Writing and public speaking[edit]

Levine is the author of 19 books. He has spoken at Oxford, UCLA, and Harvard University.[23]

Levine is the creator of a national online newsletter LBN E-lert. The newsletter started with an email list of approximately 500 people with whom Levine had previously worked. It was reported that the newsletter has more than 474,000 subscribers from all 50 states in the U.S. as well as 26 other countries.[24]

Levine's commentary has been sought for numerous incidents involving celebrities, including the molestation controversy involving Josh Duggar that gained national attention in 2015, speaking on Justice with Judge Jeanine in June 2015.[25] He is also the only person who has spoken at Harvard University and the University of Oxford who did not receive a college degree.[26]


Title Publication date ISBN, publisher
Broken Windows, Broken Business: How the Smallest Remedies Reap the Biggest Rewards November 1, 2006 ISBN 9780446698481, Grand Central Publishing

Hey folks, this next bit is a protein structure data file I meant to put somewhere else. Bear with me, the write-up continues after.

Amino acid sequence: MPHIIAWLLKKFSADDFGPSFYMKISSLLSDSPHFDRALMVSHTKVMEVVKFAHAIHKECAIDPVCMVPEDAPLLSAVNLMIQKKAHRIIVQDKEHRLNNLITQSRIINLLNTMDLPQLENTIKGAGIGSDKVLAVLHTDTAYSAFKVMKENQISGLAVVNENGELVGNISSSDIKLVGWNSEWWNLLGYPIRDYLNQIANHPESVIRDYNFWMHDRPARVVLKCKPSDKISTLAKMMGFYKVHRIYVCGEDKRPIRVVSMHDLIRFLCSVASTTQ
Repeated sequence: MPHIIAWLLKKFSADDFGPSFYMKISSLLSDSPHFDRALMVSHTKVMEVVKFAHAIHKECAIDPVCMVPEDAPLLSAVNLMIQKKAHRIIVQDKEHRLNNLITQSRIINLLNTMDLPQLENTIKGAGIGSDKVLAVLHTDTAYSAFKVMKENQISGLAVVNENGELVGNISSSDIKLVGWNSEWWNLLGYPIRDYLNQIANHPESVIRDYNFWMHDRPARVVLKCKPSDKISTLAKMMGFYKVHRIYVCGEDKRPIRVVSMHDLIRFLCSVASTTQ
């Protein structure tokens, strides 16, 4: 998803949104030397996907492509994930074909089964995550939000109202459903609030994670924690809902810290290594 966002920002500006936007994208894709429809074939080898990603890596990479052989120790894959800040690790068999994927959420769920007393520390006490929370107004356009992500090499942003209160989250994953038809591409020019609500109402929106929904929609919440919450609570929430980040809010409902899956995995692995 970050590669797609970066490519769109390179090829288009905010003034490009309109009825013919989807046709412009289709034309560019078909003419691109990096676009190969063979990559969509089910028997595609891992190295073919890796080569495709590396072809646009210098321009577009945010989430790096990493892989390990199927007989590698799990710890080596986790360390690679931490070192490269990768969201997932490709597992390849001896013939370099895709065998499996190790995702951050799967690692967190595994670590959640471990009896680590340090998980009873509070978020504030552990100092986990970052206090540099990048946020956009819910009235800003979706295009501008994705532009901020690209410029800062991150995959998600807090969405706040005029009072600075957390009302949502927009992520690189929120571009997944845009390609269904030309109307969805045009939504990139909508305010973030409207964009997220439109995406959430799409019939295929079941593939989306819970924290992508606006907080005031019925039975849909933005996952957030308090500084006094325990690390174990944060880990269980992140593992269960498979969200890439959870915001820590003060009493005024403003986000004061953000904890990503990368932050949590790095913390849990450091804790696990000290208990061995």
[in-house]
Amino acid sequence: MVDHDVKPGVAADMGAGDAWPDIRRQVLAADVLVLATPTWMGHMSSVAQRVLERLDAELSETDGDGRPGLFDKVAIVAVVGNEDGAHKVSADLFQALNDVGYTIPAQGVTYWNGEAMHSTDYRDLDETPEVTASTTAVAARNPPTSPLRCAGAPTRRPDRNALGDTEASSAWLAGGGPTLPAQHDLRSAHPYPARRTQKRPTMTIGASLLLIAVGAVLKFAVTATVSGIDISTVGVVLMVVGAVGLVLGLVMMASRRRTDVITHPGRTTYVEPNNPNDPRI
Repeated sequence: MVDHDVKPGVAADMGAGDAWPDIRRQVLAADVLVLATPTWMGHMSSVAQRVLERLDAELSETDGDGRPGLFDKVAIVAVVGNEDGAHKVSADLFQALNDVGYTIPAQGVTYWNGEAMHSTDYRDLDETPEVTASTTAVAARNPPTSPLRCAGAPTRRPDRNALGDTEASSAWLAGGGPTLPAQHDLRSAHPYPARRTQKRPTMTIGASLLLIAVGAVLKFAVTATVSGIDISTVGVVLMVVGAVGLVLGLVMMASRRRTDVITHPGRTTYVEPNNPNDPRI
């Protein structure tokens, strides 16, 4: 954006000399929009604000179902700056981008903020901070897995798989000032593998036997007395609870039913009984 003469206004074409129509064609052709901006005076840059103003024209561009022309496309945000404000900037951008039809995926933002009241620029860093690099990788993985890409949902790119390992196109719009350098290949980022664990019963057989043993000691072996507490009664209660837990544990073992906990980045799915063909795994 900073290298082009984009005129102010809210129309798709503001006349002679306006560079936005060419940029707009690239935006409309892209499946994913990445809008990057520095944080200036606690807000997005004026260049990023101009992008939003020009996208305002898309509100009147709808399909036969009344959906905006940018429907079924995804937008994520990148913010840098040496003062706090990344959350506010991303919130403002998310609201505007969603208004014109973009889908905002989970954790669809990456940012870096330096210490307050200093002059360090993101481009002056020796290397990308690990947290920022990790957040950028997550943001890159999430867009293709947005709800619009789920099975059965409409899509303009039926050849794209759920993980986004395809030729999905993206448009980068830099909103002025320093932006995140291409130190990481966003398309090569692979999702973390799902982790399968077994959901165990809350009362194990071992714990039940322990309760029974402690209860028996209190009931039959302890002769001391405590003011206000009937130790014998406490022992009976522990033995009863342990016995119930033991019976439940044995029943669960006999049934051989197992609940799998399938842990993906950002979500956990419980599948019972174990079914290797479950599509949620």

Charming Your Way to the Top: Hollywoods Premier P.R. Executive Shows You How to Get Ahead January 1, 2004 ISBN 9781422368022, Lyons Press
Guerrilla PR Wired : Waging a successful publicity campaign online, offline, and everywhere in between February 11, 2003 ISBN 9780071382328, McGraw-Hill
A branded world: Adventures in public relations and the creation of superbrands March 3, 2003 ISBN 9780471263661, Wiley


  1. ^ Joseph, Mark (May 20, 2009). "Michael Levine Roasted @ 55". The Huffington Post. Retrieved January 7, 2015.
  2. ^ Wynne, Robert (July 8, 2014). "The Real Difference Between PR And Advertising". Forbes. Retrieved January 7, 2015.